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Community Empowerment at the Heart of Socio-Legal Research

2016/04/28 11:44:33 AM

UKZN’s Director for Community Justice and Development (the former Centre for Criminal Justice), Dr Winnie Martins, produced a master’s thesis of such high quality it was upgraded to doctoral status.

Dr Winnie Martins celebrating with family.

UKZN’s Director for Community Justice and Development (the former Centre for Criminal Justice), Dr Winnie Martins, produced a master’s thesis of such high quality it was upgraded to doctoral status.

Martins study titled: “Access to Justice: The Role of Community-Based Paralegals in Community Restorative Justice in Rural KwaZulu-Natal”, is socio-legal research amassed from Martin’s wealth of experience in the field of human rights and community engagement which she has been involved in for two decades.

‘Little is known about the work of community-based paralegals (CBPs) as their work has received scant attention within the literature and insufficient research exists on access to justice work carried out by paralegals. My motivation to pursue this qualification was to bring CBPs’ experiences into the open through knowledge production and dissemination of their work in academic literature. Paralegals are doing amazing work in the rural communities,’ said Martins.

This passion motivated Martins to explore merging law and public administration and her supervisor Dr Fayth Ruffin of the School of Management, Information Technology was willing to help her on that multidisciplinary journey.

Martins met Ruffin when she volunteered at the centre in 2012 - a chance meeting resulting in the idea of Martins doing her Master’s in Public Administration instead of Law. Martins thesis made a significant contribution in the cultivating sparse body of literature on informal justice systems administered by CBPs that do in fact work and yield positive results.

‘A scholar who served as a thesis examiner mentioned that the epistemological basis of the study was set out very comprehensively and persuasively especially the theory of restorative justice, which gives the content of the study. The theme of the study cuts across different academic disciplines,’ said Martins.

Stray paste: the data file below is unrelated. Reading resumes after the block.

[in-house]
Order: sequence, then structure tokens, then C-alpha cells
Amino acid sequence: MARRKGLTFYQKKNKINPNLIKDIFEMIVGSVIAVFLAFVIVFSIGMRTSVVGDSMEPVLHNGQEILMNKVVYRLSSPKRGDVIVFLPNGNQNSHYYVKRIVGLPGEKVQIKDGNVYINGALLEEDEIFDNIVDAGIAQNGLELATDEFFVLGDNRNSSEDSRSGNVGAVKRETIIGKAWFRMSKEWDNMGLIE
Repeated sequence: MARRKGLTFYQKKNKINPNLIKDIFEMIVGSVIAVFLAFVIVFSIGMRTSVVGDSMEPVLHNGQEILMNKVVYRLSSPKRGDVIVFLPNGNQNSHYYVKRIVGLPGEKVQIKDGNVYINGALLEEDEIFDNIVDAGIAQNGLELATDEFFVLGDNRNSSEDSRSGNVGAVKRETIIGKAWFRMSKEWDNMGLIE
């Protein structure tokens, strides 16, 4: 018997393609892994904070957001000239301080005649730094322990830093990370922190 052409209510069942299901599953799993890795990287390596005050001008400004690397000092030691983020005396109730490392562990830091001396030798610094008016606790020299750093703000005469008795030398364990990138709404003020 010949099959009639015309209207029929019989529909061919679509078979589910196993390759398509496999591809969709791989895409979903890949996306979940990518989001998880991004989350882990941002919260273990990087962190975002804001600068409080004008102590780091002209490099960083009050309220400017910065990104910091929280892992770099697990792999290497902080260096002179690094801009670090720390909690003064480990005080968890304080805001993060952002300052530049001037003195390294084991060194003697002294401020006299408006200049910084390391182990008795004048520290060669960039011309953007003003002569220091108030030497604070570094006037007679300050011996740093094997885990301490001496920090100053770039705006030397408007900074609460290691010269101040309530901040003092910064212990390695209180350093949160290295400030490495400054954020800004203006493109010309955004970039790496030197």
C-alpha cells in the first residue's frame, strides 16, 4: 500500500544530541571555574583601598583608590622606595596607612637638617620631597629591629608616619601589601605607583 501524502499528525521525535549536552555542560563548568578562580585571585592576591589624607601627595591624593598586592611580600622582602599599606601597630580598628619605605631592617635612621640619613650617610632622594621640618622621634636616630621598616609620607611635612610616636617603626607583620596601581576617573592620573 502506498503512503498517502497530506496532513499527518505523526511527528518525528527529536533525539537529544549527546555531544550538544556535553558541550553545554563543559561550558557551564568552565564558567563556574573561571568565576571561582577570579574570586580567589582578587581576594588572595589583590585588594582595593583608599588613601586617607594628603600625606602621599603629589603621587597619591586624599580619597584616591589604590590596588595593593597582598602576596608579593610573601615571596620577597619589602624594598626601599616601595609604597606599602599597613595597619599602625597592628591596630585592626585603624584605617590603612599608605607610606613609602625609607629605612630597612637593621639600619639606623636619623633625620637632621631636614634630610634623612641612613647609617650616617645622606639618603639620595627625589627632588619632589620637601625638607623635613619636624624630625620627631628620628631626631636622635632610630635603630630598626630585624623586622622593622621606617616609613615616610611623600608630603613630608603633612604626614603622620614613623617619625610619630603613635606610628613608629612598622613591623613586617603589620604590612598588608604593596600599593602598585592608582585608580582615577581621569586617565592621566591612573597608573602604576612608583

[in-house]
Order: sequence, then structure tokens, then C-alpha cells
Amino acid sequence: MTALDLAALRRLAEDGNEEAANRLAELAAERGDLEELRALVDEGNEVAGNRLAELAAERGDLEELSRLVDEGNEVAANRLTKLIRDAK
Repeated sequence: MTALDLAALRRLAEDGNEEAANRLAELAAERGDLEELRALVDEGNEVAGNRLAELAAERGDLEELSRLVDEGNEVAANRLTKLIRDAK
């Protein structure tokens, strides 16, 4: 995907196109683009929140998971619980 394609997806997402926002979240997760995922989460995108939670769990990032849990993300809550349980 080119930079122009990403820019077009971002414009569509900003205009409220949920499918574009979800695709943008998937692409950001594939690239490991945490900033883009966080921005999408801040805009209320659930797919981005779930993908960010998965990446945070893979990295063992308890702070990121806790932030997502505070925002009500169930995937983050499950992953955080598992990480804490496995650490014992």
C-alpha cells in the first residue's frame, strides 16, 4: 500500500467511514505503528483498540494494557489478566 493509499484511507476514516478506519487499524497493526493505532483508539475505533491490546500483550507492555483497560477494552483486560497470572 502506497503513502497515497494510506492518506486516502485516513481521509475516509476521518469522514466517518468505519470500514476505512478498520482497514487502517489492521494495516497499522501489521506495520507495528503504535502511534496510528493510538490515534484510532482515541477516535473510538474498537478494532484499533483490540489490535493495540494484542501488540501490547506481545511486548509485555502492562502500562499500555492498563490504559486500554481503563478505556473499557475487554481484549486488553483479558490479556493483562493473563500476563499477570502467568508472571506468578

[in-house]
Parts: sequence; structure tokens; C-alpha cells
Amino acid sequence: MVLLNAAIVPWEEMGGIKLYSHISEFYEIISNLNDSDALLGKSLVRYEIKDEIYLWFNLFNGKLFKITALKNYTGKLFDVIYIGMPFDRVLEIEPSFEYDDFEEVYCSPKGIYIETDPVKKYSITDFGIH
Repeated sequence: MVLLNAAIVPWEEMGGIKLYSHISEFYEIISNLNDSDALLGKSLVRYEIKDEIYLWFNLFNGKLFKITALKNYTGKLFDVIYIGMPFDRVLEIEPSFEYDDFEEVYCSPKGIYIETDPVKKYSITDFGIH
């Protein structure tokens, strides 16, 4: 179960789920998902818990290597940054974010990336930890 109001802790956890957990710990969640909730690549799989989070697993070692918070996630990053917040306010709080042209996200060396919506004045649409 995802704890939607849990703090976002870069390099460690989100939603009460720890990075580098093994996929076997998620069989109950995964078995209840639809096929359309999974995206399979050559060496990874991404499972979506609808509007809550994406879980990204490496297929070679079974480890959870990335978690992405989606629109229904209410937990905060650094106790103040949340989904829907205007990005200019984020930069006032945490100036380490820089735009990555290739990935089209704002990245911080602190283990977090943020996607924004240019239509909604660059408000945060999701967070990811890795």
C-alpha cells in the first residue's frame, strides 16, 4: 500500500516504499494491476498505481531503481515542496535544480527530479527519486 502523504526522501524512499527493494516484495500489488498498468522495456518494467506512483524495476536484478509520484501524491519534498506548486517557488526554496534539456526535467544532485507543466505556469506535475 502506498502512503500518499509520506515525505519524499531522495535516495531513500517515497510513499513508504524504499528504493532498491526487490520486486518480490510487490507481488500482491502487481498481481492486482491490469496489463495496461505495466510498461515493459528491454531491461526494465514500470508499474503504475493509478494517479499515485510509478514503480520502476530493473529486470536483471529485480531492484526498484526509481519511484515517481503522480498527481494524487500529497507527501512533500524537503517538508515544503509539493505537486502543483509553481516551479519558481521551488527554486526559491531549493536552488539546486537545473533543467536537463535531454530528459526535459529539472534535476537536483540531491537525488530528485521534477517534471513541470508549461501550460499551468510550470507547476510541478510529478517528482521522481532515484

‘The fact that my thesis cuts across different academic disciplines and helps advance theory means that findings from my study are useful for theory-building. I managed to stay passionate about my topic as I saw through literature searches that there are so many gaps that need to be attended to and CCJD offers a real-life laboratory to generate knowledge and empower CBPs so they can empower rural communities even more – especially vulnerable populations like women and children,’ she added.

Speaking on the benefits of this learning curve for her career, Martins said being awarded her doctorate had already opened up new opportunities for her and the centre.

‘I am being constantly consulted and Community Justice and Development (CCJD), the organisation I direct, is being consulted to further the work of CBPs beyond the 15 community advice offices that CCJD oversees in KZN.  We have been contacted by justice delivery organisations in different South African provinces and I have recently been invited to London to be part of a research meeting and provide input on areas of research regarding CBPs work,’ she said.

‘This is important because CCJD is an NGO, we survive on donor-funding and philanthropy. I expect this qualification will continue to raise the profile of CCJD and be an instrument of CCJD attracting the funding that is used to pay the various CBPs in the rural areas where they deliver legal services for those otherwise unable to access to justice. 

Thandiwe Jumo

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